We had a lot of fun showing off the new maps and game system at Little Wars last weekend. Thanks for all of your great comments and those of you who kept coming back to play even more of the 3rd Ed Missions!
We want to thank everyone for their support, great suggestions, and feedback on the 3rd Ed Conflict of Heroes system.
March was a bit of a slow gaming month here at Casa RockyMountainNavy.
The numbers are a bit deceptive; 23 plays of 12 different games but if you throw out the 11 plays of Quarriors (WizKids, 2011) than that is a single play of most other games. Quarriors dominated the family gaming time this month with many games played in the short time after evening chores and bed time. Great family filler game!
After flirting with Villainous, I picked up the expansion. It kinda fell flat. There is not anything necessarily wrong with the game, it just didn’t grab us. Same goes for Illuminati; mechanically the game doesn’t know when to end and my older version has political and social references lost on the younger generation (to their detriment).
Speaking of Commands & Colors, there are some interesting developments in the series. I always understood that the main designer is Richard Berg, but didn’t realize until this month how the game license is divided up amongst publishers by era. GMT Games has Ancients, Medieval, Samurai, and Napoleonics; Compass Games has The American Revolution; Fantasy Flight Games has fantasy; PSC Games has World War I and space; and Days of Wonder does World War II. The question becomes who is going to do the American Civil War or the French & Indian War? This is important for my gaming budget!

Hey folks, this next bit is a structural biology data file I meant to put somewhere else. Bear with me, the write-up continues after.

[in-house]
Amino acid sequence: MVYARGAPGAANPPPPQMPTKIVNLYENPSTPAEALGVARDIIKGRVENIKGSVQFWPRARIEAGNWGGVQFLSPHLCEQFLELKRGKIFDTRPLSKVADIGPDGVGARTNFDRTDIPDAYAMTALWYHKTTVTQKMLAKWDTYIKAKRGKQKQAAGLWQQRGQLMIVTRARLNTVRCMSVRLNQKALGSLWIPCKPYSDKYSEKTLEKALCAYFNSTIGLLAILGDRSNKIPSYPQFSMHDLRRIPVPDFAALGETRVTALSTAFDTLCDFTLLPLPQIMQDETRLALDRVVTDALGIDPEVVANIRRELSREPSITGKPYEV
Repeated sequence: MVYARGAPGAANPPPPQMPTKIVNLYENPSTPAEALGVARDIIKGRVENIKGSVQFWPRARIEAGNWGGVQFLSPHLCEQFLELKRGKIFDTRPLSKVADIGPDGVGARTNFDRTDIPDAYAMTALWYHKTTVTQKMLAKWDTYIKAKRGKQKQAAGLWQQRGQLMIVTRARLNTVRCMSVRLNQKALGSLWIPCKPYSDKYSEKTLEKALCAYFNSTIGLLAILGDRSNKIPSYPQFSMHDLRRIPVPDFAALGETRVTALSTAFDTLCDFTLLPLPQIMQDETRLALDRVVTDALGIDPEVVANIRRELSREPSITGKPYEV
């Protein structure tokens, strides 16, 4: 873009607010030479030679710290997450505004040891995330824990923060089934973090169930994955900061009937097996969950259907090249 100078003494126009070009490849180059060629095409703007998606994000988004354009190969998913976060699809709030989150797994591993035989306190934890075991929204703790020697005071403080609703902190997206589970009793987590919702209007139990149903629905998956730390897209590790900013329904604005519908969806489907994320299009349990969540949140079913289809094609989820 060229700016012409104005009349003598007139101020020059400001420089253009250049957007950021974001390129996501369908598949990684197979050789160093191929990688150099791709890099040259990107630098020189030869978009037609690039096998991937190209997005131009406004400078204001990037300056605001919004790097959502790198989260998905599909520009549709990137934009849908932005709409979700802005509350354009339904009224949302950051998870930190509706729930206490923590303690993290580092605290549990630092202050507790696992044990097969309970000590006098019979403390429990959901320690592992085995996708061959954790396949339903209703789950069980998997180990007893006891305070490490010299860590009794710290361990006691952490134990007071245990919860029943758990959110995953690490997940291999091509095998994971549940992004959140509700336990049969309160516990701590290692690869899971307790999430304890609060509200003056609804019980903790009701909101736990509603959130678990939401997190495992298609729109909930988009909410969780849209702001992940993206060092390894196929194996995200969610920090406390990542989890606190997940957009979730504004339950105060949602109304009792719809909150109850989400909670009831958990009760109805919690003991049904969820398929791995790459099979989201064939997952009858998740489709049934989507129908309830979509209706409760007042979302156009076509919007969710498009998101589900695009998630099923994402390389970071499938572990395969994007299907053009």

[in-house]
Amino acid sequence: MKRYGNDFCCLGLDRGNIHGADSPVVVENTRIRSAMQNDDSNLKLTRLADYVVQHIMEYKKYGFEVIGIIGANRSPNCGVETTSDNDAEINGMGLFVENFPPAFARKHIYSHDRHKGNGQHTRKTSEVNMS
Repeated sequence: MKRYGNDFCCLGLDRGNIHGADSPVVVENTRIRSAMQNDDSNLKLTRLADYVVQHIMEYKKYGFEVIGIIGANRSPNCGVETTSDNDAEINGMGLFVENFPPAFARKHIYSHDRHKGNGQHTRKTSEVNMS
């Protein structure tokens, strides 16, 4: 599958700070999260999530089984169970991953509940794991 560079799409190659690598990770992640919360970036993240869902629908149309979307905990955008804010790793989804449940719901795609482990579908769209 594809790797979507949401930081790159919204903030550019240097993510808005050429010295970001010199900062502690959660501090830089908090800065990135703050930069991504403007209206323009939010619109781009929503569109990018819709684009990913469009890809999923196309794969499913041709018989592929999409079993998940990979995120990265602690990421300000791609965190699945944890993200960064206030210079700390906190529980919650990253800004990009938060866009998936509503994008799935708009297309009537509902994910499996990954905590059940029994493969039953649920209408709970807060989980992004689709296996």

This was a much different week of boardgaming than I imagined when it began.
Our weekly boardgame night was moved to Friday to accommodate a family event on Saturday. I pulled out the new Villainous: Wicked to the Core (Ravensburger, 2019) to play. Wickedis a stand-alone version of Villainouswith three new villains that is fully compatible with the original game. Youngest RockyMountainNavy Boy took Hades, Middle RMN was the Evil Queen, and I took Dr. Facilier.
I can understand why these villains were not in the original game. All three play with a bit of a more complex mechanic. Hades has to summon and move Titans, Evil Queen must find ingredients and Brew Poison while Dr. Facilier has a Fortune Deck. Not that the new mechanics are overly complex; just different and a bit harder to understand given the short villain guides.